MHA: What will liquidation mean for me and my company? 

Michael Reid (MHA)

by Michael Reid, managing partner at MHA

THE ongoing impact of interest rates at a level higher than we have been used to for many years, coupled with sluggish demand due to the cost-of-living crisis, means that many businesses are experiencing choppy financial waters.  

Subscribe to our daily newsletter

Why? Free to subscribe, no paywall, daily business news digest.

We often see articles about the challenges facing industries such as construction, leisure, retail and hospitality, and these tend to be the industry sectors from where the MHA insolvency team are approached most often by worried directors.  

Clearly, if it is possible to formulate a plan that restructures the business and allows continued trading on a profitable basis a positive outcome is created. However, if a situation has become wholly untenable, liquidation may be the only practical route. Every insolvency practitioner will always encourage a director of a financially distressed company to approach them as early as possible. It certainly increases the chances of saving a business. In the first of two articles, I will look at some of the questions asked on a regular basis by worried directors …  

Will I be automatically disqualified from acting as a director if my company is liquidated? 

No. A liquidator’s statutory duties include preparation/submission of a report on anyone who has been a director in the last three years to the director disqualification unit of The Insolvency Service (TIS). This, together with other enquiries that TIS may undertake, will allow TIS to reach a decision about instigating disqualification action. Normally one would expect notification of TIS interest to a director within 9 to 12 months of liquidation inception. This will usually commence with an exchange of correspondence clarifying various aspects of a director’s conduct prior to liquidation and clearly, a director has an opportunity to defend a disqualification action raised in court. The MHA team have extensive experience in acting for TIS when seeking to pursue a director, and defending directors who attract TIS attention.  

Who will pay my staff if there is no money in the company? 

The State, as represented by the Redundancy Payments Office (RPO). Employee entitlements at the date of liquidation cover unpaid salary, accrued holiday pay, notice pay and redundancy, with each part of this being limited to a weekly maximum of £643 (increased annually). If the business is sold as a going concern to another entity, it is normal for the liability for all unpaid entitlements to pass to the buyer. Accordingly, great care is required if closure/permanent cessation of trading is not the anticipated outcome.  

Will I be made bankrupt if my company is liquidated? 

Probably not. The only company debts for which a director has liability are those for which a personal guarantee has been granted, typically the bank, but one may have been signed in favour of trade suppliers. When the liquidator advises creditors that they will not receive full settlement, it is normal for any creditor holding a personal guarantee to ask the director for repayment proposals for the unpaid portion such that a negotiation process can begin. All other debts remain with the company unless particularly unusual circumstances apply, e.g. successful action against the director for wrongful trading.  

Will liquidation affect my personal credit rating? 

Unless you have been pursued personally as explained above and fail to settle whatever debt is due, there will be no adverse impact upon your credit rating.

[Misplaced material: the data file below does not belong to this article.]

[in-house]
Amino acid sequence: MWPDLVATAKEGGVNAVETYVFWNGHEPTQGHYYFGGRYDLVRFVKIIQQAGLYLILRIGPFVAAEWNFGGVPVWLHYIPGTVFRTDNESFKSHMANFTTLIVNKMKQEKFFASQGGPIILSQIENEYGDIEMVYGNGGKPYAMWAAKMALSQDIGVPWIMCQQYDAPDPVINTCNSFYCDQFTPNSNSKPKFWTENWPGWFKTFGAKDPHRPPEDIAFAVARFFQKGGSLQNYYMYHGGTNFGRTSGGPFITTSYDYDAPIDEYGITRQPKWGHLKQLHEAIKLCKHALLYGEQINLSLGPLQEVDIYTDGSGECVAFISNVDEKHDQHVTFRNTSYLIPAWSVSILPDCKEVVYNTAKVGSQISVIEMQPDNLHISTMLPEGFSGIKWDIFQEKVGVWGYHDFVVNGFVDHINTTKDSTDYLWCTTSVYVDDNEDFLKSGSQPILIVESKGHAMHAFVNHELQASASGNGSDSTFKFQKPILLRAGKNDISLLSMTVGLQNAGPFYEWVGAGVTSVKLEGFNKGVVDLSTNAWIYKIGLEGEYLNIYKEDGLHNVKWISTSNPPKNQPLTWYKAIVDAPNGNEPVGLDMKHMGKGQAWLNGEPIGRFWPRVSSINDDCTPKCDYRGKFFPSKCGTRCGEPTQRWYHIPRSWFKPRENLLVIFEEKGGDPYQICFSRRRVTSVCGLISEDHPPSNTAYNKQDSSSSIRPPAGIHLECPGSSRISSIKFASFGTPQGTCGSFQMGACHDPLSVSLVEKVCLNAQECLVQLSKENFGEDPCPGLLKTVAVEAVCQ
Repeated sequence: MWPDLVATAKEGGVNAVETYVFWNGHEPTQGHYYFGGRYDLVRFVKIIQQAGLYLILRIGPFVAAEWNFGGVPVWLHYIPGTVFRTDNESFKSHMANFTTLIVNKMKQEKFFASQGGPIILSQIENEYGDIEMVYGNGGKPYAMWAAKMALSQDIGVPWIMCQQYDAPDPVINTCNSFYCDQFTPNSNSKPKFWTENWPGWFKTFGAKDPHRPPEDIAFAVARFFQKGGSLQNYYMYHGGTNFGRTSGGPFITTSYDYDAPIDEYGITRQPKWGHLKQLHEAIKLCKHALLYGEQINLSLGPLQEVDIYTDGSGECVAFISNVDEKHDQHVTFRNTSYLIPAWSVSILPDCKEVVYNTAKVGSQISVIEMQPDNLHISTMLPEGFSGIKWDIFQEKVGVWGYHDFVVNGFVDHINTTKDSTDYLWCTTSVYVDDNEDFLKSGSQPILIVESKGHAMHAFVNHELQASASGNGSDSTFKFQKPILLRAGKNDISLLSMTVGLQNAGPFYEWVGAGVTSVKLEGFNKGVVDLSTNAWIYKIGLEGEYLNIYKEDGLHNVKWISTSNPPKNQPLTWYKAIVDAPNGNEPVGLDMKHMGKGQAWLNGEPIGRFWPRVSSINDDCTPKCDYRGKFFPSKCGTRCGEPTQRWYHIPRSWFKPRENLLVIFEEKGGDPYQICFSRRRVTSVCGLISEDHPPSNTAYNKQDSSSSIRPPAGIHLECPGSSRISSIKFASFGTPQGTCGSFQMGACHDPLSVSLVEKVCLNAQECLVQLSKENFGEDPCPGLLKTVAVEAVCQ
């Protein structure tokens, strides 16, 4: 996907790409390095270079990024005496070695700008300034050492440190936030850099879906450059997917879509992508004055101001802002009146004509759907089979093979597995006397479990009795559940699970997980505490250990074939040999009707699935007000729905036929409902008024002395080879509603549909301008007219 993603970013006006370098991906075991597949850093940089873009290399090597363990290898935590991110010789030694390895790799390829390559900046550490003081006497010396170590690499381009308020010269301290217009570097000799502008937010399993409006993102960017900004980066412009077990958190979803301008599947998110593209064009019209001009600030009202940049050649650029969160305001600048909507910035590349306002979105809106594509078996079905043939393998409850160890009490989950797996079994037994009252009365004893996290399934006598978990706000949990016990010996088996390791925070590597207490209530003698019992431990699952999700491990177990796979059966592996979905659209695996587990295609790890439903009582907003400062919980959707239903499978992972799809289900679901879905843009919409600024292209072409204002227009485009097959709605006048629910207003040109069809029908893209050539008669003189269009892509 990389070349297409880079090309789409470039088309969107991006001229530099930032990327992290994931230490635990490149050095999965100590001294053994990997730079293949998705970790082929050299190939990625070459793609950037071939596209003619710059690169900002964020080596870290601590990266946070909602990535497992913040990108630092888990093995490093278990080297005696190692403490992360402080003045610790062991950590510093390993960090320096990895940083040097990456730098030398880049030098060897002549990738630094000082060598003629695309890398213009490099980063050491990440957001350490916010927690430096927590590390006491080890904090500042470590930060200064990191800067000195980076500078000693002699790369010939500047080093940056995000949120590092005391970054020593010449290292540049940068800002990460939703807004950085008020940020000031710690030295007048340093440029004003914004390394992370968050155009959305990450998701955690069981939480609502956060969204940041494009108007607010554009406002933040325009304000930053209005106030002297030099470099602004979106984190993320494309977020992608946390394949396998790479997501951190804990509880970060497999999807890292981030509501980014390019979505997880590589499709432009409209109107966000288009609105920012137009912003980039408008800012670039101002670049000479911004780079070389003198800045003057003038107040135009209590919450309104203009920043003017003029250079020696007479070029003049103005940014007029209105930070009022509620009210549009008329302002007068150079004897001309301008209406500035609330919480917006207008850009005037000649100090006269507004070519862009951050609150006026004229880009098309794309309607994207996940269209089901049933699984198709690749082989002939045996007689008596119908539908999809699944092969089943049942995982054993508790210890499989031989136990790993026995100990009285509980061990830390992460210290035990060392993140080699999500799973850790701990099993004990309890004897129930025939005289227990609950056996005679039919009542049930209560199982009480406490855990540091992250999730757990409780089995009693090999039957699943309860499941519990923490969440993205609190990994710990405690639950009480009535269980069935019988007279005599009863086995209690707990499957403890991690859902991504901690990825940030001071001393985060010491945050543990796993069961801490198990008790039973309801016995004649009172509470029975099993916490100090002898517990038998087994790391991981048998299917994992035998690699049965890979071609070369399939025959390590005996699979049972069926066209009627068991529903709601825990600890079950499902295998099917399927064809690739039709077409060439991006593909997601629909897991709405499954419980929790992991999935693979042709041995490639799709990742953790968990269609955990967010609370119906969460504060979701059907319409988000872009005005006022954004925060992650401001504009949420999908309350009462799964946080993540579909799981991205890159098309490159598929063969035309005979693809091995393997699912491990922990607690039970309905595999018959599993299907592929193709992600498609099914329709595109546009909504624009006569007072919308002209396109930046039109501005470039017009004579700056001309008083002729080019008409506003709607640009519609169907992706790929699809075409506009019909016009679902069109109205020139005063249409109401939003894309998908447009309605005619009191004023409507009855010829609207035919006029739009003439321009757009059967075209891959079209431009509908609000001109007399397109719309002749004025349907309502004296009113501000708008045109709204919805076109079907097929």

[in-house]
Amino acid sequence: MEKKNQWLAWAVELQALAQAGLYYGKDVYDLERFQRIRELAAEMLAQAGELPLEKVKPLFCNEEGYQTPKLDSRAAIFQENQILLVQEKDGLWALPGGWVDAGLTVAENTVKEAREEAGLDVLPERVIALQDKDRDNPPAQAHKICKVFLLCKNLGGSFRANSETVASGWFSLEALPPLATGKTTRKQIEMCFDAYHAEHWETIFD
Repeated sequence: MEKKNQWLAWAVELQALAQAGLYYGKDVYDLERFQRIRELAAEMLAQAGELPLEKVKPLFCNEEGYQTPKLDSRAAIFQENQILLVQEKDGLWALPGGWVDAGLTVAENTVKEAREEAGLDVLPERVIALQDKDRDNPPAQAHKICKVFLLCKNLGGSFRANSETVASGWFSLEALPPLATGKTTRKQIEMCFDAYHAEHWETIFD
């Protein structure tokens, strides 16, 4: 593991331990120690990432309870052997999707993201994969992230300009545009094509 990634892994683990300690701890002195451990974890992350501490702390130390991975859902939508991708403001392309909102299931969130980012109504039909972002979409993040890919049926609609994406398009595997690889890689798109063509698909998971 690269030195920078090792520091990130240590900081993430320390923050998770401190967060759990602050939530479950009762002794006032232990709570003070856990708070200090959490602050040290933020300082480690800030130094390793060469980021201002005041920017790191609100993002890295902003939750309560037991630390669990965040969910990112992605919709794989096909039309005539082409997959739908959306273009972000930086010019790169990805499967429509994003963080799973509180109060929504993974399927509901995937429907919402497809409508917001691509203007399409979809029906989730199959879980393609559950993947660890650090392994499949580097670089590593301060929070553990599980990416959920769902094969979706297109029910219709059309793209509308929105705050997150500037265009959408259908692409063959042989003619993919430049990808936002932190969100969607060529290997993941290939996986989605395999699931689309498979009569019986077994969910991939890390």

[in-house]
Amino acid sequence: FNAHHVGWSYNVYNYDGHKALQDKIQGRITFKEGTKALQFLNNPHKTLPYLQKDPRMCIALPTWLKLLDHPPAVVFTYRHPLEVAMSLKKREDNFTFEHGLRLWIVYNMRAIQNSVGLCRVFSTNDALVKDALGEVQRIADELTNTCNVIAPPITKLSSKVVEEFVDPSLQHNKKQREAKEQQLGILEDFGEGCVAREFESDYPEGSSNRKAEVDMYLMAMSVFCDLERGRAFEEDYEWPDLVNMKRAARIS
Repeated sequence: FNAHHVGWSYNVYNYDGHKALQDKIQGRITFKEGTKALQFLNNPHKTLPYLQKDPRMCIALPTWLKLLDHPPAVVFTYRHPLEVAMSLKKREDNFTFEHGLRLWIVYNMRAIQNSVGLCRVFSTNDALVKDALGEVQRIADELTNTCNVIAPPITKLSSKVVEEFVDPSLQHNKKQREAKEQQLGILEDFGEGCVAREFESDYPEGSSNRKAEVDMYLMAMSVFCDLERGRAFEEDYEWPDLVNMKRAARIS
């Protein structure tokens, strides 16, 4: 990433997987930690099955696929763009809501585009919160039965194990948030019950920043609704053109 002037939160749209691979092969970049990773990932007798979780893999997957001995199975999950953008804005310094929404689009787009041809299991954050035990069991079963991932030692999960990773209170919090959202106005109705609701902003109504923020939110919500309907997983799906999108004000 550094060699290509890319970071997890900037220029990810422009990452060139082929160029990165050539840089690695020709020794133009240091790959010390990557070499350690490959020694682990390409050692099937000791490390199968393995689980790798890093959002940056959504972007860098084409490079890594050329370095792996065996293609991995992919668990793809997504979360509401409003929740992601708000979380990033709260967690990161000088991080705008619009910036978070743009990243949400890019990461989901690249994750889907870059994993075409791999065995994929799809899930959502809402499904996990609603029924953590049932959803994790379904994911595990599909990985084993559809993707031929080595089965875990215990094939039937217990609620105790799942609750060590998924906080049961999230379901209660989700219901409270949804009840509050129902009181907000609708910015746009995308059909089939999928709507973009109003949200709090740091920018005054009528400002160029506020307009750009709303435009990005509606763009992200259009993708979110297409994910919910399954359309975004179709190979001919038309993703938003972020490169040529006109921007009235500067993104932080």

Can I start another limited liability company immediately? 

Yes. However, you should be aware that section 216 of the Insolvency Act 1986 prohibits you from being a director of a limited liability company with the same name/brand for a five-year period from the date of liquidation, although there is a mechanism which allows this to happen if appropriate planning is undertaken before liquidation incepts. Again, careful planning is vital.  

Can my company pay local suppliers and my friends before liquidation incepts? 

Insolvency legislation has a concept known as “unfair preference” which means that all creditors have to be treated equally once a director has reached the conclusion that the company cannot avoid insolvent liquidation. Therefore, it is inappropriate to pay a local supplier to the detriment of, say, HMRC or utility companies. Failing to observe this aspect of the law will only cause trouble for those who have been preferred and weigh against you if director disqualification action begins.  

Will I have to remain with the company without payment in order to help the liquidator? 

No. While there is a legal obligation on a director to assist the liquidator and cooperate with enquiries, the director must be allowed to earn a living elsewhere. A reasonable amount of time may be required depending upon the complexity of the company’s financial affairs, but if the liquidator considers that you are required for more than occasional assistance, it would be normal to pay an agreed rate. Frequently, a director will be able to provide early and detailed insight into many aspects of the company which will assist the liquidator to enhance asset realisations and hence, dividend prospects to creditors.  

These questions/answers can only provide a flavour of each situation and require to be tailored according to specific circumstances. There is no substitute for seeking a confidential discussion at as early a stage as possible with someone who can assess the company’s position and provide experienced advice. 

Michael Reid is a licensed insolvency practitioner and partner of MHA. MHA is the 13th largest accountancy practice in the UK and counts SMEs across a variety of sectors, including energy, as clients. Its Aberdeen office is based at Carden Place.

The latest stories